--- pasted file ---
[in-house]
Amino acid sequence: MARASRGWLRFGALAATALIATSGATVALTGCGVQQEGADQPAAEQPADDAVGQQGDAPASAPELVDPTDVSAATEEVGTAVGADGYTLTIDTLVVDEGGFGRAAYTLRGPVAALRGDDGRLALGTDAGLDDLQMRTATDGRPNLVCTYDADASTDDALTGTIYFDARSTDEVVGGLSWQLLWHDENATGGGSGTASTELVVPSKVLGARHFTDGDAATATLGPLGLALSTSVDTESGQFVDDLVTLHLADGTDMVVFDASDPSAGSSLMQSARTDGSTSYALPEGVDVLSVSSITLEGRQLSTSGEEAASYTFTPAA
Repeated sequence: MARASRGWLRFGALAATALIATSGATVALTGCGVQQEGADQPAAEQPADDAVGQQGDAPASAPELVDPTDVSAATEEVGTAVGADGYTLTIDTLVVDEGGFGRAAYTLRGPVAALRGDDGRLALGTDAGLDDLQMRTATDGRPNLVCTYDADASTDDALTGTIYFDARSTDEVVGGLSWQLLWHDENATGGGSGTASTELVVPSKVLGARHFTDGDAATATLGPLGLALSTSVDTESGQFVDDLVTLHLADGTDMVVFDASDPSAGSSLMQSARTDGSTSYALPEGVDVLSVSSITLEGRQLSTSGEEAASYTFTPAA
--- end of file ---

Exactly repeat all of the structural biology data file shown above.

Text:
[in-house]
Amino acid sequence: MARASRGWLRFGALAATALIATSGATVALTGCGVQQEGADQPAAEQPADDAVGQQGDAPASAPELVDPTDVSAATEEVGTAVGADGYTLTIDTLVVDEGGFGRAAYTLRGPVAALRGDDGRLALGTDAGLDDLQMRTATDGRPNLVCTYDADASTDDALTGTIYFDARSTDEVVGGLSWQLLWHDENATGGGSGTASTELVVPSKVLGARHFTDGDAATATLGPLGLALSTSVDTESGQFVDDLVTLHLADGTDMVVFDASDPSAGSSLMQSARTDGSTSYALPEGVDVLSVSSITLEGRQLSTSGEEAASYTFTPAA
Repeated sequence: MARASRGWLRFGALAATALIATSGATVALTGCGVQQEGADQPAAEQPADDAVGQQGDAPASAPELVDPTDVSAATEEVGTAVGADGYTLTIDTLVVDEGGFGRAAYTLRGPVAALRGDDGRLALGTDAGLDDLQMRTATDGRPNLVCTYDADASTDDALTGTIYFDARSTDEVVGGLSWQLLWHDENATGGGSGTASTELVVPSKVLGARHFTDGDAATATLGPLGLALSTSVDTESGQFVDDLVTLHLADGTDMVVFDASDPSAGSSLMQSARTDGSTSYALPEGVDVLSVSSITLEGRQLSTSGEEAASYTFTPAA